I blew my speaker....Please help

I connected the chiro C-300 poweramp to my Audible illusions preamp, the usual setup then I connected my speakers. I plug the chiro amp into my audioprism line conditioner and immediately the green light turned on in the amp which is in standby mode. waited for an hour to warm up , I pressed the power botton and I heard a loud pop from my speaker and noticed smoke coming out from the amp. I immmediately unplug the amp. My right speaker has been damaged, one of the drivers has no sound coming out after I hooked it up with my other amplifier. Please tell me what's wrong with my system or amp? Thanks,
Many things could be wrong with the amplifier and/or the hook-up in general. Start with taking the amp to a qualified tech, fixing that problem and then carefully reviewing speaker cable integrity. Good luck.
If possible, I suggest you contact the store you purchased the equipment from and ask them to repair or ask where you can take it for repair. If not possible, I suggest you call the Manufacturer and request a repair shop name or if you can ship the unit back to them for repair. I had the exact same problem with my Theta DAC and the local store shipped it back to the MFG for repair (4 blow power transformers). Mfg paid shippping charges both ways. Down time was 3 weeks. cheers.....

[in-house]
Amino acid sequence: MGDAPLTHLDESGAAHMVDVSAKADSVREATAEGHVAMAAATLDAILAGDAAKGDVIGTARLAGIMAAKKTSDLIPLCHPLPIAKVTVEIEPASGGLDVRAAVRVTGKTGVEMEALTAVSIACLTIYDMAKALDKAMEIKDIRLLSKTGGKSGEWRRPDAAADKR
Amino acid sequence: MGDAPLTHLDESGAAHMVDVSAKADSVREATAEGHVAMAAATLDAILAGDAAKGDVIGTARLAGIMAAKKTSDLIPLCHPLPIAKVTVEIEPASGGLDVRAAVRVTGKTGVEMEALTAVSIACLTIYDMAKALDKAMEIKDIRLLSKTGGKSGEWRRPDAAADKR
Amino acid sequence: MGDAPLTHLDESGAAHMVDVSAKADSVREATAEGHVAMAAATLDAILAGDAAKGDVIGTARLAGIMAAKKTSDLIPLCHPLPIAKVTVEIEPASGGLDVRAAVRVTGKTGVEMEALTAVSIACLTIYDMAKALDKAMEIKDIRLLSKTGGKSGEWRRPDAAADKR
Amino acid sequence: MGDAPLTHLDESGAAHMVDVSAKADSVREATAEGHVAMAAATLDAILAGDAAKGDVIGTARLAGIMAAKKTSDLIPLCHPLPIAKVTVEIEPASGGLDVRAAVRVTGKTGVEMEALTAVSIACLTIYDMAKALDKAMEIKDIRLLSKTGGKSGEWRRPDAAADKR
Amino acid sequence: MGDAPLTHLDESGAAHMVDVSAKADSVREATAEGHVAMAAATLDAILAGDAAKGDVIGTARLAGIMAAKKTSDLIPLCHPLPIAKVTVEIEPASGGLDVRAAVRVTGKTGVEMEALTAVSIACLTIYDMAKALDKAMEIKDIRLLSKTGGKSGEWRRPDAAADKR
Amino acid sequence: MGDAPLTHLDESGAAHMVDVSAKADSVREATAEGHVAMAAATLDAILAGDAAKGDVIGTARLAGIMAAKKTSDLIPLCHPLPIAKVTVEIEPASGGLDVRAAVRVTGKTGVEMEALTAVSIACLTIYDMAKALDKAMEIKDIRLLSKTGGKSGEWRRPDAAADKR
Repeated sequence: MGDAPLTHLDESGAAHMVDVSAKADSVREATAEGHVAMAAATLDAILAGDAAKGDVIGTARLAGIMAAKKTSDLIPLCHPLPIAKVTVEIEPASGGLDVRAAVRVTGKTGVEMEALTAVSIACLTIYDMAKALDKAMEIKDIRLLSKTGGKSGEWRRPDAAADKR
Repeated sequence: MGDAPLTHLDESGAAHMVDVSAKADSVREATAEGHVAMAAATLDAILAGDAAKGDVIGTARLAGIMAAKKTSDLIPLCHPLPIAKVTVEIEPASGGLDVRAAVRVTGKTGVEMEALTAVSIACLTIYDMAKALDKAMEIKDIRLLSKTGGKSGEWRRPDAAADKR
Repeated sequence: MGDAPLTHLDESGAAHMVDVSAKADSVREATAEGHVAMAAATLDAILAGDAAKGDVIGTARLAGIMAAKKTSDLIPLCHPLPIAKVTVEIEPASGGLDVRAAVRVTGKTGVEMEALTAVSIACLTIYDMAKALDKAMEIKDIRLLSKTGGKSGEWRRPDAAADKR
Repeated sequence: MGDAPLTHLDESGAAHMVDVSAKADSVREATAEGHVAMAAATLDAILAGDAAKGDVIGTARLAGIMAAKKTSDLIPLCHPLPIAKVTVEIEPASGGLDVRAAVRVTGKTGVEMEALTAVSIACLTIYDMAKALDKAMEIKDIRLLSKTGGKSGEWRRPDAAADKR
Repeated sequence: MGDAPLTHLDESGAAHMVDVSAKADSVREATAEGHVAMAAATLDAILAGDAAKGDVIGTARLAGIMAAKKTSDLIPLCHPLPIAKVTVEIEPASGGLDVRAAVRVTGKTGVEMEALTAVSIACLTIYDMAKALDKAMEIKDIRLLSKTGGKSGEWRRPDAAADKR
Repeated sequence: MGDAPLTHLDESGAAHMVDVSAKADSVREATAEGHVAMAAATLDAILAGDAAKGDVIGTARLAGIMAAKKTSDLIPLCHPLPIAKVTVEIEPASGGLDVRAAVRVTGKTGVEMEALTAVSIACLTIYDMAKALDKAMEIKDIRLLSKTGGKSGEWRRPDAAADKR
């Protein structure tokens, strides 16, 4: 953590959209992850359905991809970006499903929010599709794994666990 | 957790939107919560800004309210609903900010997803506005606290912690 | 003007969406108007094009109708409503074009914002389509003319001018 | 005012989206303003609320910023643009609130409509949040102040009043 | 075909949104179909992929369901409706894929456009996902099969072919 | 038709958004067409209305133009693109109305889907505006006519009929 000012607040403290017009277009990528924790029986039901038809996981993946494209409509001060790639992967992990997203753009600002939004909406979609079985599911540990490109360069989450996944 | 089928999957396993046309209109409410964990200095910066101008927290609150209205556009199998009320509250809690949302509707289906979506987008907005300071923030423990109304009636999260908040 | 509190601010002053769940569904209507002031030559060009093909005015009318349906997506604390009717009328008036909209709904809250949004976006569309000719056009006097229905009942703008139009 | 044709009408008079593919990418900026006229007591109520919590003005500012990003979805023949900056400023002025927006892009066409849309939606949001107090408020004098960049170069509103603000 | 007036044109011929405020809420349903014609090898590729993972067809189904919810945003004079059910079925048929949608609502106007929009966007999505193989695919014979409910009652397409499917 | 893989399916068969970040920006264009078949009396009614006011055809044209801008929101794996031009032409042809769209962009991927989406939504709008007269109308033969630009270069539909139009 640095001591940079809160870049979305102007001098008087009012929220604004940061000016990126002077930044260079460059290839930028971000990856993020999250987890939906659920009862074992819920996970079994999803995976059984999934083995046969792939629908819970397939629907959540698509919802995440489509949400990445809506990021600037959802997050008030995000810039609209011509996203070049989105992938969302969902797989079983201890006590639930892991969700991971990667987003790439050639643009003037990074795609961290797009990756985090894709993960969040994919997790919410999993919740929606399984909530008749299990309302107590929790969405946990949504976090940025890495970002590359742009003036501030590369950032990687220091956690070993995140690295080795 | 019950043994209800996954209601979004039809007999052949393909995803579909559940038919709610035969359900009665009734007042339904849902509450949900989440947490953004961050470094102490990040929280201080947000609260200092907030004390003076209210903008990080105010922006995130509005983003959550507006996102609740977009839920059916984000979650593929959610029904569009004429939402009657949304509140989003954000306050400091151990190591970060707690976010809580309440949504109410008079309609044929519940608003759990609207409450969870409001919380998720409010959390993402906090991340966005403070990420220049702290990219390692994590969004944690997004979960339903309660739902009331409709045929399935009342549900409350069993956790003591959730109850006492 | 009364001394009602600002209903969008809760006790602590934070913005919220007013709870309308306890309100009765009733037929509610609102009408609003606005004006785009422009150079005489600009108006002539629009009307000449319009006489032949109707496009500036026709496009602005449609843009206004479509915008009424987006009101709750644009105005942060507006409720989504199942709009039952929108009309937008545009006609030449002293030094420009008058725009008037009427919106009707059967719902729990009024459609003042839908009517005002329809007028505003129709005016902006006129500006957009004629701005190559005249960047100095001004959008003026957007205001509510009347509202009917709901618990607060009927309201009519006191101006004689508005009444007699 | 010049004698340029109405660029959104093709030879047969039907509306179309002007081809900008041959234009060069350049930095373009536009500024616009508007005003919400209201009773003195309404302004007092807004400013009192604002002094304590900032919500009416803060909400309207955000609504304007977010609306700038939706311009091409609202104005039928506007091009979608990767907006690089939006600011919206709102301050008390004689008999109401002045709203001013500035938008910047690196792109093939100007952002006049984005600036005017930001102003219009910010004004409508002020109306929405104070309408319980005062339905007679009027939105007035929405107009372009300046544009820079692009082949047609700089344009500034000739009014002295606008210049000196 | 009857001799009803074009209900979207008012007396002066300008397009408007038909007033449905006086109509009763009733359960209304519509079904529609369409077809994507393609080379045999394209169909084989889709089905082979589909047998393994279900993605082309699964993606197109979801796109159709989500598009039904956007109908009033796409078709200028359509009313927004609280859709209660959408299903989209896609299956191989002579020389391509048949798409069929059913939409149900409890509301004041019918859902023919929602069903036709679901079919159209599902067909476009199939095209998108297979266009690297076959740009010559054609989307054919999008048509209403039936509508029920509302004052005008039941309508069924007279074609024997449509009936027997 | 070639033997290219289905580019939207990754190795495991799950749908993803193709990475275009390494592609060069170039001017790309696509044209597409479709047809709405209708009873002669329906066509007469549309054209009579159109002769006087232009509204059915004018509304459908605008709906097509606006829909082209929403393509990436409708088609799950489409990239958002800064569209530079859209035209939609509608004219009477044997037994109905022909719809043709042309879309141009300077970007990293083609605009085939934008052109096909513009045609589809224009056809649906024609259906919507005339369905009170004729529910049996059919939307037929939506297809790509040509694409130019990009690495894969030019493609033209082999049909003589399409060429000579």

It is equally possible that your tube preamplifier could be at fault. When using a tube preamp and a solid-state amplifier the correct turn-on sequence is as follows: (a)turn on the tube preamplifier and let it stabilize for at least a minute or two before (b) turning on the amplifier. If you failed to do this, then your amplifier remained in standby mode because it sensed too much DC voltage coming from the preamp. Aside from this, the preamp may not be operating properly in that it may have an unacceptably high level of DC output which would immediately trigger the protective circuitry in the amplifier. When you attempted to bypass these circuits by pressing the on/off switch a second time, the DC may have gone into the amplifier; and if the amplifier is direct-coupled, from there into the speaker.
Depending on the age of the unit, a good store will repair it for you or pick up the cost and ship it back for you.